Mon. Jul 26th, 2021

The Idaho Fish and Game Commission June 17 amended wolf hunting and trapping seasons to align with a new a state law aimed at reducing the population of the predator.

But wildlife managers said the action is not expected to result in a substantial reduction in the number of wolves anytime soon.

“It’s been widely but inaccurately reported that the new law will reduce Idaho’s wolf population by 90{85245cd25b56c80c5b7fbe16195da482b1a2d4d533fd90ff485ef932778890f3},” Fish and Game Director Ed Schriever said in a release. “However, the commission’s action will reduce wolf conflicts while maintaining a viable wolf population that is not subject to relisting under the Endangered Species Act.”

He said the commission’s action provides a “meaningful balance” that focuses on providing hunters and trappers with additional tools to address conflicts between wolves, livestock and other big game. The action also focuses the new management tools that Senate Bill 1211 allows in the right places and at the right times, he said.

The new law substantially increases the allowed harvest and methods of take, primarily to reduce wolf-livestock conflicts. It aims to bring the statewide population closer to 150, the 2002 federal baseline for avoiding relisting gray wolves under the Endangered Species Act.

Fish and Game camera counts in the summers of 2019 and 2020 pegged the population just above 1,500 despite a total harvest of more than 500 wolves both years.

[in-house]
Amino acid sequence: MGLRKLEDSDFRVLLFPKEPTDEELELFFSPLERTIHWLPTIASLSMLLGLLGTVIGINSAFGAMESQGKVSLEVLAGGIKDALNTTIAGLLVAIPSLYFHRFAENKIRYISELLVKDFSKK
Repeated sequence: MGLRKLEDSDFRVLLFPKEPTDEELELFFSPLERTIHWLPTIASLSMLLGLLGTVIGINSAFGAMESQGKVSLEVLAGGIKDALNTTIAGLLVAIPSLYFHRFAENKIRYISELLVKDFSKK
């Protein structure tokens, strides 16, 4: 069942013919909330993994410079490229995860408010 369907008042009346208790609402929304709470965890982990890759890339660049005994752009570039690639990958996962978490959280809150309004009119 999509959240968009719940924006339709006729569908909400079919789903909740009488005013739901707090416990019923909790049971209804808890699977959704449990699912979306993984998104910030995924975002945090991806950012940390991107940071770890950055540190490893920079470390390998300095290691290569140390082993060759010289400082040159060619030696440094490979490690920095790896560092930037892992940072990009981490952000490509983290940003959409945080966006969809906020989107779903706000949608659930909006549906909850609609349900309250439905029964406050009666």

Commissioner Derick Attebury of Idaho Falls told Capital Press the action provides “additional tools and opportunities to reduce the existing wolf population, which the commission supports. We hope our hunters and trappers will utilize the changes in harvesting additional wolves.”

“To this point, the tools available to sportsmen, and other control measures, have not been adequate to control the population,” said Don Ebert, a commission member from the Clearwater region of north-central Idaho. “I believe that we’re not going to put the wolf population in peril. We’ll be lucky to be able to control the population.”

“We’re still going to have harvest reports” from hunters and trappers, “so we will have harvest data in real time,” Fish and Game Public Information Supervisor Roger Phillips said.

A decade of hunting and trapping in Idaho has resulted in gradual increases in harvest but not a decrease in the population, he said. With the commission’s recent action, “we expect to see an increase in harvest, but not enough to drop that population down to levels where we’re concerned about relisting.”

SB 1211 establishes a year-round trapping season for wolves on private property. It allows unlimited purchase of wolf tags. It also specifies that any method used for taking wild canines, such as foxes and coyotes, can be available for taking wolves.

Idaho has 99 hunting units. The commission voted to establish wolf seasons allowing  expanded hunting methods from Nov. 15 to March 31 on public land in 43 hunting units where elk are below population objectives or where there are histories of chronic livestock depredation.

It left unchanged all other wolf hunting and trapping seasons on public land.

On private land, the commission allowed foothold trapping and expanded hunting methods year-round with landowner permission. It left wolf snaring seasons in place on private land.

Environmental groups petitioned the Department of the Interior and U.S. Fish and Wildlife Service to restore ESA protection to gray wolves in the Northern Rockies in light of new wolf laws in Idaho and Montana.